farm field photo by David WeaverI-CASH and the Great Plains Center for Agricultural Health (GPCAH), directed by CPH professor T. Renée Anthony, are working together, with producers, and with numerous partners around the state and region to provide resources and facilitate connections that address farmers’ stress and suicide risk.

I-CASH has produced and distributed a number of resources, including a brochure that compiles statewide crisis and suicide prevention hotlines; infor­mation about QPR, a short training program that teaches community members how to recognize the warning signs of suicide and refer someone to help; and a video on suicide prevention in rural Iowa.

This spring, I-CASH and GPCAH co-sponsored the Rural Mental Health Roundtable for Iowa stakeholders. Partners included the Iowa Department of Agriculture and Land Stewardship, CommUnity Crisis Services, and repre­sentatives from producer groups, Iowa State University Extension, and mental health service providers. Participants discussed on-farm stressors and options for training community members in QPR and Mental Health First Aid. They also recommended developing a “pocket card” listing signs of stress and referral resources that field agents can hand out to farmers who might be struggling, which I-CASH then created.

A pilot grant from GPCAH helped fund TransFARMation, a podcast and radio program produced by the Minnesota Department of Agriculture and the Red River Farm Network focusing on on-farm stressors. The podcasts have reached at least 35,000 listeners and thousands more have heard the radio broadcasts.

“We are tremendously concerned about the mounting levels of stress in agriculture,” says grant recipient Meg Moynihan from the Minnesota Department of Agriculture. “Our project shares stories of ways farmers experience and cope with financial, emotional, mental, and other stresses. Listeners find out they’re not alone and learn about resources that could help.”

GPCAH also promoted National Mental Health Awareness month in May, and in August hosted a session on agricultural stressors and mental health concerns in farming communities. The session was attended by the public as well as staff and volunteers from CommUnity Crisis Services, which helps operate many mental health hotlines in Iowa and nationally.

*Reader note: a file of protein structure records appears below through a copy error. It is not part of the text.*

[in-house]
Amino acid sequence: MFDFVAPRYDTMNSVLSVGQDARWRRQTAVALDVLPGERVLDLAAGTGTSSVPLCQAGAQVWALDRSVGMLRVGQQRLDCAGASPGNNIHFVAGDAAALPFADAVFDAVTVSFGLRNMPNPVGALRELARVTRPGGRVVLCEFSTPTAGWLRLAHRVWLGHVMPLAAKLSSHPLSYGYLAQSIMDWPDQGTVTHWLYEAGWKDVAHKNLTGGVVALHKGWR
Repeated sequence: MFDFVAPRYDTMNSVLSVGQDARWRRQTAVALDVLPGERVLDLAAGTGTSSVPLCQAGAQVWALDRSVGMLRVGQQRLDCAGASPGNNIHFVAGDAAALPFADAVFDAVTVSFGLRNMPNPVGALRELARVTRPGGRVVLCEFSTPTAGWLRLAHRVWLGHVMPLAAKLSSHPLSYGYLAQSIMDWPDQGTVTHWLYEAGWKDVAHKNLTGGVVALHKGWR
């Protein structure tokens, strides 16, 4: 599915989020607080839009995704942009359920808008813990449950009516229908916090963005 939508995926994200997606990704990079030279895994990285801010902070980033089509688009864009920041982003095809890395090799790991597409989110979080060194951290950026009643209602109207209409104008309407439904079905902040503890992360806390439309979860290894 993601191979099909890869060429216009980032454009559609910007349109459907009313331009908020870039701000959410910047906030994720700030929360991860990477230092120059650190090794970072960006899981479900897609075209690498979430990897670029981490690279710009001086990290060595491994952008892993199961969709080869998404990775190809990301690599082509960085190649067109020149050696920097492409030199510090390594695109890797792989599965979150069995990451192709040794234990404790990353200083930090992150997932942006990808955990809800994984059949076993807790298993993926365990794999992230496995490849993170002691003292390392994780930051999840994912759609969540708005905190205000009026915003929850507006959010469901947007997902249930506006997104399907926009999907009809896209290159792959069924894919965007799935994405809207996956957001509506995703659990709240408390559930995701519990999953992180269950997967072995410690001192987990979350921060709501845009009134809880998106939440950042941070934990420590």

Informing mental health providers about agriculture can help close an important knowledge gap, Janssen says.

“Most people know very little about farming, even if they’re from a rural area,” Janssen notes. She cites a recent presentation she conducted for mental health providers in Poweshiek County, Iowa. “They said, this is work we don’t know a lot about. They know it’s not 9 to 5, but they don’t really know what type of work farmers do. They’re not familiar with the financial aspects of farming, from how farm programs work to the level of debt that is present in farming, to how astonish­ingly expensive the equipment is.”

The more providers know about farming, the better they can under-stand and advise clients who work in agriculture.

Stay Connected

Farmers pour their hearts and souls into their work, often carrying on a generations-long legacy. The pres­sures of mounting debt, unpredictable weather, and low prices while strug­gling to hold on to the family land can be crushing.

“Farming is a cultural identity, it’s not just a job,” Janssen says. “You don’t want to be the one to lose the family farm.”

Experts urge anyone experiencing distress or suicidal thoughts to talk to someone—a friend, family member, clergy member, health provider—or to contact one of the many crisis hotlines available 24/7 by call, chat, or text.

The headline on the resource card handed out to farmers reads You Are Not Alone—Stay Connected, a message Anthony wants to emphasize.

“We need to encourage farmers to talk about stresses and remove the stigma and expectations of conquering problems alone,” she says. “Help and support are available.”


Farm Stress Resources

Mental Health Month Materials


This story originally appeared in the fall 2019 issue of InSight magazine